The latest hard drive from WD offers both high performance and capacity in a single package. The WD Black 6TB is equipped with a 7200 RPM motor, 128MB of cache, and is backed by a five year warranty.
November 23, 2015 by Lawrence Lee
|WD Black 6TB|
3.5" Hard Drive
For the past 7 years, Western Digital has neatly delineated its consumer hard drives into different color-coded classes. Though the Green line was recently merged with the Blue series, this scheme remains intact, providing consumers with a relatively easy way to figure out which WD drive is right for their purposes — the lack of cumbersome new model names is just a bonus. At SPCR, the least discussed is probably Black, the color reserved for their highest performing models.
WD Blacks are typically speedy but loud and energy inefficient, making them ill-suited for quiet PCs, especially now that completely silent solid-state drives have become common place. However, for users who require vast amounts of fast storage, these drives are a way of life. SSDs are great if you have low storage requirements but if you require terabytes of capacity, it can be cost-prohibitive. Even the cheapest 1TB SSD is more expensive and offers 1/6th of the capacity of the drive we’re examining today.
The WD Black 6TB is the newest and biggest member of the Black family (essentially their consumer version of an Enterprise class), which has models of various capacities down to 500 GB. The 6TB model is outfitted with a dual processor controller, a 7200 RPM motor, a sizable 128MB cache (64MB is standard for 4TB and lower models), and is backed by a lengthy five year warranty. Physically, it looks like previous Black models with the metal casing around the motor sitting almost flush with the circuit board. The drive weighs a substantial 730 grams as there are five 1.2TB platters inside.
WD Black 6TB: Specifications
(from the product data sheet)
|Interface||SATA 6 Gb/s|
|Formatted Capacity||6 TB|
|Max sustained data transfer rate (host to/from drive)||218 MB/s|
|Rotational Speed||7200 RPM|
|Average Power Requirements||Read/Write: 10.6 W|
Idle 7.6 W
Standby/Sleep: 1.6 W
|Acoustics||Idle: 31 dBA|
Seek (average): 34 dBA
|Physical Dimensions (H x L x W)||26.1 x 147 x 101.6 mm|
|Weight (± 10%)||0.72 kg ± 3%|
|Limited Warranty||5 years|
According to the specifications, the 6TB model is fast, power hungry, and noisy, just as one would expect.
Our samples were tested according to our standard
hard drive testing methodology. As of mid-2008, we have been conducting
most acoustics tests in our
own 10~11 dBA anechoic chamber, which results in more accurate, lower SPL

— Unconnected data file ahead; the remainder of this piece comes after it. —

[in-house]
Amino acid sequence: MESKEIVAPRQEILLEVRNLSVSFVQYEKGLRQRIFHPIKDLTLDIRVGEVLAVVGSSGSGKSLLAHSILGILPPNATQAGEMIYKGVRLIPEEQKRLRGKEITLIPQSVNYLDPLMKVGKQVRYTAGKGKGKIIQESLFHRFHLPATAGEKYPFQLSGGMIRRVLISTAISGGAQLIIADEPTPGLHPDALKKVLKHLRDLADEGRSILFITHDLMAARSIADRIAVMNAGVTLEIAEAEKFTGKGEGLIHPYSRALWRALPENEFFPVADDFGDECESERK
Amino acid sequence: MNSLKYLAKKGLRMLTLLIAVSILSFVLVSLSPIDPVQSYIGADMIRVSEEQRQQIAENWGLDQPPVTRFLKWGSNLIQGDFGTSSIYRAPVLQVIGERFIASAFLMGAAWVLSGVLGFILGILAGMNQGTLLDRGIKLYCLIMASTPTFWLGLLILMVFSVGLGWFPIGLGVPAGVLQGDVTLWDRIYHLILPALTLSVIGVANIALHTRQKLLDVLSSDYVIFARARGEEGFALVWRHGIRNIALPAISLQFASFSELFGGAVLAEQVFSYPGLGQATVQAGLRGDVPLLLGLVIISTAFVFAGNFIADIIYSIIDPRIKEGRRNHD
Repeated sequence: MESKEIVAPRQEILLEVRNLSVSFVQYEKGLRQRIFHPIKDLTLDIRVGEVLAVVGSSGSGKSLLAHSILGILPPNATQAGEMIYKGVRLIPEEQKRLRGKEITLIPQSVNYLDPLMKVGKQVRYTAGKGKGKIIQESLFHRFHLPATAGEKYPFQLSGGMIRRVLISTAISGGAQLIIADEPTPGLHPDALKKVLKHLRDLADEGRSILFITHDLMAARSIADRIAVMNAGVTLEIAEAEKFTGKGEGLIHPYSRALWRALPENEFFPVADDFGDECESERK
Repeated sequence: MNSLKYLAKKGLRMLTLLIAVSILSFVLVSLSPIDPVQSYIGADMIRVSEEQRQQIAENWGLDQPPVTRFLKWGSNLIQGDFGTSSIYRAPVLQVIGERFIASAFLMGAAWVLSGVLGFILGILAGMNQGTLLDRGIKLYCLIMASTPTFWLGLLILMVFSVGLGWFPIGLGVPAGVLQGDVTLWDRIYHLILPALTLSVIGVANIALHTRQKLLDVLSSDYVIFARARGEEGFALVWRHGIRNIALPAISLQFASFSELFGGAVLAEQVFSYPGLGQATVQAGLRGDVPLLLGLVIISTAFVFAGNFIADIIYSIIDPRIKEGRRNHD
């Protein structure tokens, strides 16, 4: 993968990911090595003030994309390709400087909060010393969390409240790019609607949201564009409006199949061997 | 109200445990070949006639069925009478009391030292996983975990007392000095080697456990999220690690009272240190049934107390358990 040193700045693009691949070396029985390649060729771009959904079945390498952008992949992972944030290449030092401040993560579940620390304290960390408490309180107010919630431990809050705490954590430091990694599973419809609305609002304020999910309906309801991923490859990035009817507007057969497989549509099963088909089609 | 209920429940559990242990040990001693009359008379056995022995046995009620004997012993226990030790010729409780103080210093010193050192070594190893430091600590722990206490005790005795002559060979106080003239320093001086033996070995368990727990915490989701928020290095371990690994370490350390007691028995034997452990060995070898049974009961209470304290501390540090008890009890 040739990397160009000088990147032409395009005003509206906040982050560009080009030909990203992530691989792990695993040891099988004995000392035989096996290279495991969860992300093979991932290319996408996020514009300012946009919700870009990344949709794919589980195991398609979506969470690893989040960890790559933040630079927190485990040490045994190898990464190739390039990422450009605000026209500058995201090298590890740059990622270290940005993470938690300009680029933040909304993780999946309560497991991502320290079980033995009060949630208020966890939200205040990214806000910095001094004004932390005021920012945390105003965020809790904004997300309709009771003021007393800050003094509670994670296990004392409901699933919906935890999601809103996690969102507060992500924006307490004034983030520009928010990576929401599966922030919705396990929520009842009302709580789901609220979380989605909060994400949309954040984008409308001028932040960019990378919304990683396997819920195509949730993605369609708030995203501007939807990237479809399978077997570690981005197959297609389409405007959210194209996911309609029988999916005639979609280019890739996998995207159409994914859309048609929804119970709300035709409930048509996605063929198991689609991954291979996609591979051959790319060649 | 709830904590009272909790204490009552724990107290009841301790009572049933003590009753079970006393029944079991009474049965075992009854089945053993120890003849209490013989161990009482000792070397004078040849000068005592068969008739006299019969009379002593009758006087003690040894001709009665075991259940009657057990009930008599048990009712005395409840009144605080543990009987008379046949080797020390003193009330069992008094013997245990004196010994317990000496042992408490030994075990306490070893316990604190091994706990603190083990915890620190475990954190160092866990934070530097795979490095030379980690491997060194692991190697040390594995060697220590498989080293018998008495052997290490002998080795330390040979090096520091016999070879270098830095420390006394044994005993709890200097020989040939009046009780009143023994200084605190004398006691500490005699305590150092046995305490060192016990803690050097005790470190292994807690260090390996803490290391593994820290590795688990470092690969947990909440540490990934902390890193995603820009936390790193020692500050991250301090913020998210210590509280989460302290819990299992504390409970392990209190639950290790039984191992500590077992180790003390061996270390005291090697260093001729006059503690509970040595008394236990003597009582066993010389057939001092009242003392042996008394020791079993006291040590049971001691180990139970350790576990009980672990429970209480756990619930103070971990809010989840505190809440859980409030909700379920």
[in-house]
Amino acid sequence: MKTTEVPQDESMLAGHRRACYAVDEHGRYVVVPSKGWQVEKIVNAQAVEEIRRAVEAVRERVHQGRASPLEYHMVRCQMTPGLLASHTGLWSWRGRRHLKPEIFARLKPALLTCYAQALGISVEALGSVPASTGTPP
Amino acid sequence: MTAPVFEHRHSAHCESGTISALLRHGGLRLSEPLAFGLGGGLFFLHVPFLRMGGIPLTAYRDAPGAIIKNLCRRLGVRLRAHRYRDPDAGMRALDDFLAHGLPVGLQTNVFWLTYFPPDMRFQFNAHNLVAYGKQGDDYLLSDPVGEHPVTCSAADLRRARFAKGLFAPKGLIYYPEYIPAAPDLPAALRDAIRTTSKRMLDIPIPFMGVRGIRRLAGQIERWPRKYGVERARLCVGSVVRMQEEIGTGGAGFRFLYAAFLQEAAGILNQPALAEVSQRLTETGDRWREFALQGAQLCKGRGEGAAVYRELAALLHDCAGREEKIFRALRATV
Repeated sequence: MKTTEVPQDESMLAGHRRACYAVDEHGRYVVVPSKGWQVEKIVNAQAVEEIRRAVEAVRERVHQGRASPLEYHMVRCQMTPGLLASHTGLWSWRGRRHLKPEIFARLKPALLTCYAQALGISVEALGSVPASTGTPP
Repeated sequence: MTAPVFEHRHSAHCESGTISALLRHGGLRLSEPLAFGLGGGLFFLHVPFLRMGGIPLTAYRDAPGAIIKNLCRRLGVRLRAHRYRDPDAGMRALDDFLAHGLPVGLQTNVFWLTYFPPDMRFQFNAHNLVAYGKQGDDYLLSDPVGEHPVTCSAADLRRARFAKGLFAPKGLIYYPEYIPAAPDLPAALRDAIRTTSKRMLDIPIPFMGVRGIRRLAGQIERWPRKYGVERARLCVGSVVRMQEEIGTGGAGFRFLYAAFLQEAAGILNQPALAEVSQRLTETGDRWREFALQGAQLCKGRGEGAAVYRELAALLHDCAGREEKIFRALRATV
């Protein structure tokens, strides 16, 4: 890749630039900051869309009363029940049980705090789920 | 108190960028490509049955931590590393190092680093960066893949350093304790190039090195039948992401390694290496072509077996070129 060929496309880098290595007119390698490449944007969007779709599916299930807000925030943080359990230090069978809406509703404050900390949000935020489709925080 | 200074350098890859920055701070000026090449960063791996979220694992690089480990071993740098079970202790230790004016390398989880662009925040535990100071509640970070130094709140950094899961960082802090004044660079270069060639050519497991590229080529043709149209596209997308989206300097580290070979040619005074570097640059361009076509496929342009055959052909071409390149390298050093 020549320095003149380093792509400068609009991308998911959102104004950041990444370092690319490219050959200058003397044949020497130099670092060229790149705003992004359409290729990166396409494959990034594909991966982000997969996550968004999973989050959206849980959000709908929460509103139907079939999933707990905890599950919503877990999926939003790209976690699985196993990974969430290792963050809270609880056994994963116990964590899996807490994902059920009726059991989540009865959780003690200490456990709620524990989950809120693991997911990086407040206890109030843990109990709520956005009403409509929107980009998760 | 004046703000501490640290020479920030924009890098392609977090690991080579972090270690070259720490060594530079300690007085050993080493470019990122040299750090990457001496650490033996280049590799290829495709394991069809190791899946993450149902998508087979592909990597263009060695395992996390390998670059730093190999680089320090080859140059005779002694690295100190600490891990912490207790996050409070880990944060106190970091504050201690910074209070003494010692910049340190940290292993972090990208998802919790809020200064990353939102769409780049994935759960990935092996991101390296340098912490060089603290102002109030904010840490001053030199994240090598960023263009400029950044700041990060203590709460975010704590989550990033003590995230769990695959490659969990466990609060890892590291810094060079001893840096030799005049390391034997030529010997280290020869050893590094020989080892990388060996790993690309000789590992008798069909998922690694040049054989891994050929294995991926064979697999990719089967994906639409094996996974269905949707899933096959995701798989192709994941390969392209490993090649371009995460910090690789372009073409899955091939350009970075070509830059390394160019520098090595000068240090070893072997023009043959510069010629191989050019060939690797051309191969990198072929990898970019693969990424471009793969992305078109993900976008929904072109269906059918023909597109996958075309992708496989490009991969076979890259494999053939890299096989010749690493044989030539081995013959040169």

readings than before, especially with sub-20 dBA@1m devices.
Two forms of hard drive noise are measured:
These two types of noise impact the subjective
perception of hard drive noise differently depending on how and where the drive
Both forms of noise are evaluated objectively and
subjectively. Airborne acoustics are measured in our anechoic chamber using a lab reference
microphone and computer audio measurement system. Measurements are taken at a distance of one meter from the top
of the drive using an A-weighted filter. Vibration noise is rated on a scale
of 1-10 by comparing against our standard reference drives.
As of late-2011, we have been conducting performance testing. A combination of timed real-world tests is used to represent a workload of common activities for a boot drive including loading games, running disk-intensive applications, copying files, and installing programs. Synthetic tests are also run to better judge the performance across the entire span of the drive.
Summary of primary HDD testing tools:
Key Components in LGA1155 Heatsink Test Platform:
Real World Performance Test Tools:
Real World Benchmark Details:
A final caveat: As with most reviews, our comments
are relevant to the samples we tested. Your sample may not be identical. There
are always some sample variances, and manufacturers also make changes without
Ambient conditions at time of testing were 10.5 dBA and 20~23°C.
We start off with synthetic tests results. They don’t tell the whole story of course, but it’s a quick and dirty way of gauging relative performance between drives, and of course, it’s easily reproducible by our readers at home.
The results from HD Tune’s main benchmark portray the WD Black 6TB as a very fast and responsive mechanical hard drive. Sequential performance is top notch among 3.5-inch models and access times are relatively low.
According to CrystalDiskMark, the 6TB model’s random performance is more sobering, consistently trailing both the VelociRaptor 1TB and Seagate Enterprise 3.5 HDD v4 6TB. The drive displays more of a bias towards large block sizes.
Real World Performance
Our real world performance testing begins with a Windows 7 image, loaded with our test suite, being cloned to a 50GB partition
at the beginning of each drive. The suite is run start to finish three times with a defragmentation (except for SSDs and hybrid drives) and reboot
Average times were collected for comparison. For hybrid drives, we perform six runs with only the last three averaged to give them time to learn and cache frequently used files.
The WD Black 6TB is one of the slower models in our loading time comparison, only beating out the WD Se 4TB, a datacenter/enterprise drive, and the WD Red 6TB, a NAS drive with a 5400 RPM motor. It’s particularly poor at booting up because it takes about 8 seconds longer to spin-up than a typical SSD/HDD. Spin-down is arduous as well with the motor generating noise for about 10 seconds after the power is turned off.
The drive is better suited at application performance where it’s the fastest hard drive of the bunch, edging out the 10,000 RPM VelociRaptor. However, SSDs complete the ExactFile test in almost half of the WD Black 6TB’s time.
The WD Black 6TB fares well in our file copy test, trailing the Seagate Enterprise 3.5 HDD v4 6TB by a small margin, and leaving the other hard drives behind in the dust.